Friday, May 19, 2017

How Nickelodeon's Preschool Series Are Helping To Break Gender Stereotypes

As far as gender stereotypes go (and they seem to travel surprisingly far), girls have been traditionally depicted as sweet and nurturing creatures who gravitate toward quieter and more thoughtful play. The message seems to be: Leave the action and adventure to the boys. Well, it’s 2017, and a new crop of empowered preschool characters are changing perceptions about what it means to be a girl, right at the moment when their viewers’ identities are forming. These characters are also making their mark on the toy industry, Kidscreen reports.

Nella, for one, carries a sword and is happily slashing through dated depictions. She is the star of Nickelodeon's latest new animated preschool series Nella the Princess Knight, which follows the titular character as she embarks on daring quests to save her kingdom while promoting a social-emotional curriculum that concentrates on empowerment, inclusiveness and compassion for others.

According to Pam Kaufman, Global Chief Marketing Officer and President of Consumer Products at Nickelodeon, Nella embodies what it really means to be a little girl. She’s a princess who loves unicorns, and she’s also a knight who’s unafraid of adventure or physical challenges. Children have layers, Kaufman says, and Nella the Princess Knight is a representation of that.

Representation is crucial for kids, especially at the preschool age. “There’s so much research saying that gender stereotyping starts at an early age. Girls begin to view themselves, unfortunately, as less smart or talented. And this impacts their confidence,” notes Kaufman. “We believe the content we’re putting forward is really breaking down those barriers.”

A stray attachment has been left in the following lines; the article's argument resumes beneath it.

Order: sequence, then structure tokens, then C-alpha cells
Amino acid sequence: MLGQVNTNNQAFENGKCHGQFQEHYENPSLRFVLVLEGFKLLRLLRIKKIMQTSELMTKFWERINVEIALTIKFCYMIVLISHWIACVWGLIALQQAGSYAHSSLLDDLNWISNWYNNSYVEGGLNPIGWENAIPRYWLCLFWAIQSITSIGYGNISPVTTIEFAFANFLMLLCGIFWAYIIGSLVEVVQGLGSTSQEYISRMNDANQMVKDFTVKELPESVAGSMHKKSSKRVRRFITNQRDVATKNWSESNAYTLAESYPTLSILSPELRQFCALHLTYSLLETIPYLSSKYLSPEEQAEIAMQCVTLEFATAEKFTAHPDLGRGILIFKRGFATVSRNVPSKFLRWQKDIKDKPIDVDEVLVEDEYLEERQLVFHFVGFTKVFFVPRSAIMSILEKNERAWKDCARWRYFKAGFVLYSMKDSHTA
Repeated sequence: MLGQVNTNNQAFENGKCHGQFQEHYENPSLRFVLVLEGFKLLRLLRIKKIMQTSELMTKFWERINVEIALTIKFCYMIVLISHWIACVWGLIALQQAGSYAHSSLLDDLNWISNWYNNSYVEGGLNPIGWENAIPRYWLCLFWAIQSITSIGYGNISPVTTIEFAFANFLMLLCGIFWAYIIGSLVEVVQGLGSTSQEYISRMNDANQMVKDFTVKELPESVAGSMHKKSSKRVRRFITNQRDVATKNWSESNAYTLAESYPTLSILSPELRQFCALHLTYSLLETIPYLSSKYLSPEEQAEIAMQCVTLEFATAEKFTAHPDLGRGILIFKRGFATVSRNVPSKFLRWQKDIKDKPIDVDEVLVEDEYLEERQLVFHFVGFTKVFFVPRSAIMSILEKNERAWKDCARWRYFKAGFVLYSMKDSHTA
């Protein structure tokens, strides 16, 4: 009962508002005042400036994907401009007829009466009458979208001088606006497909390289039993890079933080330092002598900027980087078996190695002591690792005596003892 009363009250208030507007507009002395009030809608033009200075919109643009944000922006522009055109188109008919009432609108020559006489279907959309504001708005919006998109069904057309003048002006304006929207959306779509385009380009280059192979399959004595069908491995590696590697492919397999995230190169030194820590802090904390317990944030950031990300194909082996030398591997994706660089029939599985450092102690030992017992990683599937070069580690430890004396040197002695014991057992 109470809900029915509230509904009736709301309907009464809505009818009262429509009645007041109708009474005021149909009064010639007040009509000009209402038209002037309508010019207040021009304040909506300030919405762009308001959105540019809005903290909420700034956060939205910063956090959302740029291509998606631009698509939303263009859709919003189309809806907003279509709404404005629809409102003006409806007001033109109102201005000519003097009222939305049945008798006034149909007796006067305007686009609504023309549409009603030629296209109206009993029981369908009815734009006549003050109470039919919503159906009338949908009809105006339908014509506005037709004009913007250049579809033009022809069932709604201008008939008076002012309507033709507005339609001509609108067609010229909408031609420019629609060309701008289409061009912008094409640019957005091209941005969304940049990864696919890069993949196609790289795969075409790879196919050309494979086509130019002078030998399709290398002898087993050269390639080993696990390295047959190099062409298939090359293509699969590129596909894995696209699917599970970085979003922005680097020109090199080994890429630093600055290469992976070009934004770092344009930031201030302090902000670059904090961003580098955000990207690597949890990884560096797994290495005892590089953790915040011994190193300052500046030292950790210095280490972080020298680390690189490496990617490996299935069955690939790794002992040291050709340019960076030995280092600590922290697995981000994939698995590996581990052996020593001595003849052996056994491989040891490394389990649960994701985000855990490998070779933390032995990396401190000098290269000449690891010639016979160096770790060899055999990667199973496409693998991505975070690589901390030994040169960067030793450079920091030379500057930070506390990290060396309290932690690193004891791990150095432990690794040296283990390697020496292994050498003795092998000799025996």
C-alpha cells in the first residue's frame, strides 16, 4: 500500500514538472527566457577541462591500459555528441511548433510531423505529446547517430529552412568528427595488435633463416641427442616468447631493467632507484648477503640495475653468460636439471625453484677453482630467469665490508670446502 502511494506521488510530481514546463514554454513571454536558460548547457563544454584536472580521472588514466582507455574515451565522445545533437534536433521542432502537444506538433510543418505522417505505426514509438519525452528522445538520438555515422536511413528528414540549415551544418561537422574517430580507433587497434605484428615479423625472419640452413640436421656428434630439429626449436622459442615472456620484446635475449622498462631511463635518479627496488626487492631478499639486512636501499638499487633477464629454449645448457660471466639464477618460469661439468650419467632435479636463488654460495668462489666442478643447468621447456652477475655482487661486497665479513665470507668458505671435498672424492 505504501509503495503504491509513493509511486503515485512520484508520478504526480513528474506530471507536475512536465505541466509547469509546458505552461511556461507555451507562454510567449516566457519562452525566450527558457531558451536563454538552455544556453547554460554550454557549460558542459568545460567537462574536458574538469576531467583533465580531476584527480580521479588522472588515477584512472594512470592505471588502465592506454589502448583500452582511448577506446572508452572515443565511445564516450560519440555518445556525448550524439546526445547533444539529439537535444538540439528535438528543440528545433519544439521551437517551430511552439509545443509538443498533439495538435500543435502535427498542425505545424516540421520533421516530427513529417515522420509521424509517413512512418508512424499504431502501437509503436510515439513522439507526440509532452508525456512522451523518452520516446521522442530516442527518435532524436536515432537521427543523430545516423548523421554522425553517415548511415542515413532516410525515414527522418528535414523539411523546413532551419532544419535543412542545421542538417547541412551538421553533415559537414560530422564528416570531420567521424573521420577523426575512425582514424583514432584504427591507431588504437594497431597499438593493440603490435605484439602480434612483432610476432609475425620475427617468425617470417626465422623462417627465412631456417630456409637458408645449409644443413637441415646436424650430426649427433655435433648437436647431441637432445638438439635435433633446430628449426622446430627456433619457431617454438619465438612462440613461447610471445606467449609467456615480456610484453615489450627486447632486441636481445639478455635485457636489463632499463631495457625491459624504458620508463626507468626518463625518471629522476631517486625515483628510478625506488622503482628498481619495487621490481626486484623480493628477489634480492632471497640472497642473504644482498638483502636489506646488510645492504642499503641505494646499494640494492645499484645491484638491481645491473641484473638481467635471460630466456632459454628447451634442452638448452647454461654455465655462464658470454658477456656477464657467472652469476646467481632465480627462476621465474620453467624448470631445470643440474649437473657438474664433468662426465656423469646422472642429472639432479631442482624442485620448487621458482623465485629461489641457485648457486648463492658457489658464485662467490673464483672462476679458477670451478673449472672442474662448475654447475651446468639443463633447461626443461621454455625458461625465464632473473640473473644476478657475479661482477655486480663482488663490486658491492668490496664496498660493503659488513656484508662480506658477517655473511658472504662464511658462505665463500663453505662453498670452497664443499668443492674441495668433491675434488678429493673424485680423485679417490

According to recent research from the Geena Davis Institute on Gender in Media, 83% of film and TV narrators are male, and for decades, male characters have dominated nearly three-quarters of speaking parts in children's entertainment. The female characters that do exist show dramatically more skin than their male counterparts and often display exaggerated body characteristics.

A new wave of female leads is working to end this trend. Like Nick's Nella, Genius Brands’ Rainbow Rangers is focused on empowering girls. The action-adventure series for preschoolers was just picked up by Nickelodeon for Nick Jr. USA and the Caribbean. It follows seven superheroes—Earth's First Responders—as they protect the planet. Each character is inspired by a different color of the rainbow and possesses a unique personality and skill-set.

“Each color shows different strengths and vulnerabilities,” says Stone Newman, President of Global Consumer Products and Worldwide Marketing for Genius Brands. “The show allows little girls to see that everybody gets an opportunity to shine.”

New toon Rainbow Rangers features seven female heroes with unique strengths to show girls it’s OK to be different

Breaking up the boys club

Sarah Chumsky, Vice President (VP) of Insight Kids at research organization Insight Strategy, says these messages have the biggest impact on kids in their preschool years.

“Kids are just developing their sense of gender identity in preschool, and media can play a really strong role in reinforcing stereotypes or reinforcing the possibilities,” says Chumsky. “Because these stories are so engaging for kids, and these characters are so relatable and aspirational, there’s a big responsibility in how you portray boys and girls in your work.”